Small-business owners more upbeat about economy, but still troubled
WASHINGTON -- Small-business owners were more optimistic about the economy in April, but “pessimism abounds” in a sector that is barely growing, the National Federation for Independent Business said Tuesday.
The trade group’s Index of Small Business Optimism increased 2.6 points to 92.1 last month after dropping in March. The change was driven by higher expectations that the economy will improve, projections of improved sales and more plans to hire new employees.
Still, the April figure was barely above the 90.7 monthly average since the end of the Great Recession, and below the 94.5 reading a year earlier.
“The sub-par recovery persists for the small-business sector,” said Bill Dunkelberg, the group’s chief economist.
Although the stock market is hitting record highs and corporate profits are soaring, the small-businesses sector is only expanding enough to keep up with population growth, he said.
Policy gridlock in Washington, where lawmakers and the White House are wrestling over deficit reduction, is adding to the uncertainty of small-business owners, Dunkelberg said.
Small businesses increased hiring in April for the fifth straight month, but the NFIB said the growth was lackluster, with the 1,873 randomly sampled employers reporting they added an average of 0.14 workers. That was slightly lower than in March.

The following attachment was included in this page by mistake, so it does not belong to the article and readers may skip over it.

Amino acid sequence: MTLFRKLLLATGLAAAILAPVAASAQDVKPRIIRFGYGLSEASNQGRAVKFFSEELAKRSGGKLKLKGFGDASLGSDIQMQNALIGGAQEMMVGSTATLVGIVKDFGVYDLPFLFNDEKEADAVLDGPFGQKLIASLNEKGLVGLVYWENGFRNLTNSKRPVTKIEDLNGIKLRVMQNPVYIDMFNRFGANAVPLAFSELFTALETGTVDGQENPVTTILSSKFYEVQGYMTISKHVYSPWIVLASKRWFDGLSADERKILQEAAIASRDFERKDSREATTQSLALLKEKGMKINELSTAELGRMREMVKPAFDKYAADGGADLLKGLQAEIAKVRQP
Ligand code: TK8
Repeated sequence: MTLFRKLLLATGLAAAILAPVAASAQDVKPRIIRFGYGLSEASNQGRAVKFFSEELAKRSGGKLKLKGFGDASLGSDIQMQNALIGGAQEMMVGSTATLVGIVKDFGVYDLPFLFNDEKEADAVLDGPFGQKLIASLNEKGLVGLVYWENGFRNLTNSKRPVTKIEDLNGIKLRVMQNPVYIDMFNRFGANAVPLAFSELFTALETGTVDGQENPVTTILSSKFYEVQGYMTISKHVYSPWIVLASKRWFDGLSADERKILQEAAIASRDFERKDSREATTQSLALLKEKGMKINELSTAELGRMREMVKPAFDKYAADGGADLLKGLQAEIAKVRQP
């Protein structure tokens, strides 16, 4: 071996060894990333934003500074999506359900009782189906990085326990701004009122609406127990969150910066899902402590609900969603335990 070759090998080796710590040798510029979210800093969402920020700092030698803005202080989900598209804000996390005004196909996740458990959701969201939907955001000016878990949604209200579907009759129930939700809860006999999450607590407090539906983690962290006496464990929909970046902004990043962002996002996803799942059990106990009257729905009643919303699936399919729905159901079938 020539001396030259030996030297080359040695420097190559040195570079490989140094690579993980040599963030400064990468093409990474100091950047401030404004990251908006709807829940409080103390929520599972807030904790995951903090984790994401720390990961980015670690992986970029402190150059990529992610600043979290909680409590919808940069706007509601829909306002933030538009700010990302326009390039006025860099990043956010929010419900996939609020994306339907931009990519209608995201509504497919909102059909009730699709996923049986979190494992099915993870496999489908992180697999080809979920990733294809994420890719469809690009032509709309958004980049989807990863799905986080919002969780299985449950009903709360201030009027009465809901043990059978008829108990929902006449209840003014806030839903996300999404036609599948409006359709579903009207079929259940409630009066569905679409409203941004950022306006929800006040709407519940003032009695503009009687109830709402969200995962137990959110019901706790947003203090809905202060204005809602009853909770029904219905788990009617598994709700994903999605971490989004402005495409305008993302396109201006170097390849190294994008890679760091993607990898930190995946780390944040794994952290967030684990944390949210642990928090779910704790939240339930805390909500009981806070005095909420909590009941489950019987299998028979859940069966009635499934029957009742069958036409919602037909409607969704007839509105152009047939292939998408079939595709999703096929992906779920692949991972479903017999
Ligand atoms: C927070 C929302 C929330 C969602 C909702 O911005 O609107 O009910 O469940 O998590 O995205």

Expectations for sales improved in April as did the view of the economy.
Though there was a significant gain in the number of small-business owners who expected economic conditions to improve, they still were “very pessimistic,” the report said.
Overall, the group’s index for expectations that the economy would improve over the next six months was a negative-15%. The figure is determined by subtracting the percentage of respondents who think the economy will be worse from the percentage who think it will be better.
Your guide to our clean energy future
Get our Boiling Point newsletter for the latest on the power sector, water wars and more — and what they mean for California.
You may occasionally receive promotional content from the Los Angeles Times.